My favorite 7 questions

Most managers know there's a lot of insight to be gleaned from talking to the troops. This week John McKee provides his favorite seven questions used by leaders of various organizations.

Great leaders seem to be able to get key information in a matter of seconds. But most can take hours to root out the same information -- if they ever get it at all.

Over the years, I've found that the hallways (real or virtual) of most organizations, when used effectively, can be great opportunities to keep in touch with the "real world." However, making the most of quick engagements is a skill most leaders never develop fully. That's unfortunate because they're failing to take advantage of one of the best ways to keep in touch.

For those of you who can be lost for words when such opportunities arise, here are seven of my favorite questions for getting in touch with staff. Each one can provide more insight than a two-hour meeting with the entire team:

1. What's the biggest issue on your plate right now? Most people will respond to this. Often it's nothing more than a complaint or a status report, but it can lead to another question or two that will be enlightening. 2. If I could do just one thing to make you more successful, what would that be? This one often surfaces ongoing issues that are slowing progress. Usually a lower-level individual could resolve it, but that just hasn't happened. 3. What's the dumbest thing the company (or department) is doing (or working on)? Ask this question a few times to different people and you'll soon find one or two things that should be put to death. 4. If you had my job, what would you focus on? Depending on the level of the person you ask, I assure you that you'll hear some pretty interesting ideas that otherwise wouldn't have surfaced. But "little" things can make a big difference to a group's productivity and satisfaction. 5. What's waking you up at night? This has two benefits: First it shows who is really thinking a lot about issues that need to be fixed. You should spend more time with them. Second, it can make it clear who treats the job as simply a paycheck. Do you really want them around? 6. Do you have the tools and resources you need to do your job in the best possible way? I'm always amazed at how a project can be stalled by something that is widely available elsewhere in the company. 7. How can I help you to be more successful? This is a great bonding question. If you really mean it and the team believes that to be the case; it can rally them. But don't ask if you won't deliver on their feedback.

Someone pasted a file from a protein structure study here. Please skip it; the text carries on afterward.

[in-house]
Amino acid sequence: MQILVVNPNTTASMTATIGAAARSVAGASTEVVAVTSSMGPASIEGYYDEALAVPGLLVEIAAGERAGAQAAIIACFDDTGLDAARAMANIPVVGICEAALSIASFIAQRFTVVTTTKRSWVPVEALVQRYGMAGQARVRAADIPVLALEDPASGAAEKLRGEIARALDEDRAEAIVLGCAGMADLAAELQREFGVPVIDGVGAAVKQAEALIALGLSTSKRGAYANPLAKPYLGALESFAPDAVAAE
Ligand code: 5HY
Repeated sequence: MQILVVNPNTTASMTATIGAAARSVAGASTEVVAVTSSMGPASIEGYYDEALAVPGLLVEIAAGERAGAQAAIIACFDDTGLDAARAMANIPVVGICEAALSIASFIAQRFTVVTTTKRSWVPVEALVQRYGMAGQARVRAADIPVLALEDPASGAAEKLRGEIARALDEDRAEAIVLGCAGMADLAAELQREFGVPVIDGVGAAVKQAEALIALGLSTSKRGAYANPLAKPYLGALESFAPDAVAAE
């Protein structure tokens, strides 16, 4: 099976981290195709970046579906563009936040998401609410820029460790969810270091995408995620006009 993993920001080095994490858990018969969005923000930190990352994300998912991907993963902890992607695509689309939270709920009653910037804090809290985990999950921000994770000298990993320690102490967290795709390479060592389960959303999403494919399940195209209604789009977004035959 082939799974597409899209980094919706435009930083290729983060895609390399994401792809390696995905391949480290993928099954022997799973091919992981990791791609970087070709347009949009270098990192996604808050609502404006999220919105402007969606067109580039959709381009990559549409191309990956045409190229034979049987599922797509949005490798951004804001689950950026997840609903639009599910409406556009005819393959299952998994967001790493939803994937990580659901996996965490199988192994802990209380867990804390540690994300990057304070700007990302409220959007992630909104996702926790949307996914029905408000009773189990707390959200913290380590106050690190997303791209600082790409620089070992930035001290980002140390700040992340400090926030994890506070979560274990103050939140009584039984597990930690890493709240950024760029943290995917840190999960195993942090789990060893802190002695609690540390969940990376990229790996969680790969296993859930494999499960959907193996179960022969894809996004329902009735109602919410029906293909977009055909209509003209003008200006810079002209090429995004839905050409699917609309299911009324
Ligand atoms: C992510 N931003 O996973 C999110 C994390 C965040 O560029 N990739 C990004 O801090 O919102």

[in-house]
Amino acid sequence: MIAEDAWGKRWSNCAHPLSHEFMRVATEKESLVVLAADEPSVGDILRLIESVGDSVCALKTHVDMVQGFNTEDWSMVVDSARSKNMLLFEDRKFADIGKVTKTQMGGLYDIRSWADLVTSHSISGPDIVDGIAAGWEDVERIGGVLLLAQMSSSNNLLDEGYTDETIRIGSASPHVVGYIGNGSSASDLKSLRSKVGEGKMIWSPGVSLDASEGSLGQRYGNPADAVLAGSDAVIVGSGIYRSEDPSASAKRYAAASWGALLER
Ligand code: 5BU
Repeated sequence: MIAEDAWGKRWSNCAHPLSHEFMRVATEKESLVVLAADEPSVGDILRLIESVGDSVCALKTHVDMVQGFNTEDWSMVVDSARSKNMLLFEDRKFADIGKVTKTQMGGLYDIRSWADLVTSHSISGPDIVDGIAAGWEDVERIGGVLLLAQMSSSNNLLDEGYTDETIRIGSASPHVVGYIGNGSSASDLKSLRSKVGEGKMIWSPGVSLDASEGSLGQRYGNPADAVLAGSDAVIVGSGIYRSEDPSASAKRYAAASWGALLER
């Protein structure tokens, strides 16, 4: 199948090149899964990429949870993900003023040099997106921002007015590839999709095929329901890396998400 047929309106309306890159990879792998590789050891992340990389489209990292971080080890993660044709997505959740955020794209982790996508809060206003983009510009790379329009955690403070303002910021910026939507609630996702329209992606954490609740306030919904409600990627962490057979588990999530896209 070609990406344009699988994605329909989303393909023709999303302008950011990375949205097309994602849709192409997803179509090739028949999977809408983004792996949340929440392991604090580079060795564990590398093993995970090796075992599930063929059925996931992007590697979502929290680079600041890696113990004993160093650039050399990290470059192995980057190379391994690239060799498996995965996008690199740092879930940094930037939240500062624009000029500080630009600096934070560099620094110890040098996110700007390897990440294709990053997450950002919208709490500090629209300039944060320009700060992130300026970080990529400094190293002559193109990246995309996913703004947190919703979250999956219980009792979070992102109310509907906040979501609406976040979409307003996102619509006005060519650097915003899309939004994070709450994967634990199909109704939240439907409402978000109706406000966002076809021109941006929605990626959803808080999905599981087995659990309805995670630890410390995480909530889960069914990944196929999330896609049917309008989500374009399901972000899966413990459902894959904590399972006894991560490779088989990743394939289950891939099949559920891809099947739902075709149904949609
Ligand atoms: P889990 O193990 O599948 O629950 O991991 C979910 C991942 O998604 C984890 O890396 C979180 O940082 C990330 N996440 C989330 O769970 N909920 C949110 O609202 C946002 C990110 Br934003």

Feedback is a big factor in the impact of the ongoing success of these hallway conversations. The best leaders get back to the individual who gave the ideas -- if you can't do it personally then send an email or make a call to show that you responded to their suggestion or comment.

Even better: "broadcast" the question, where it came from, and what was changed as a result. This will encourage other people to make suggestions or surface issues that need to be attended to. The cumulative effect will be impressive.

With that in mind -- here's question 8:  What's stopping you from doing this immediately?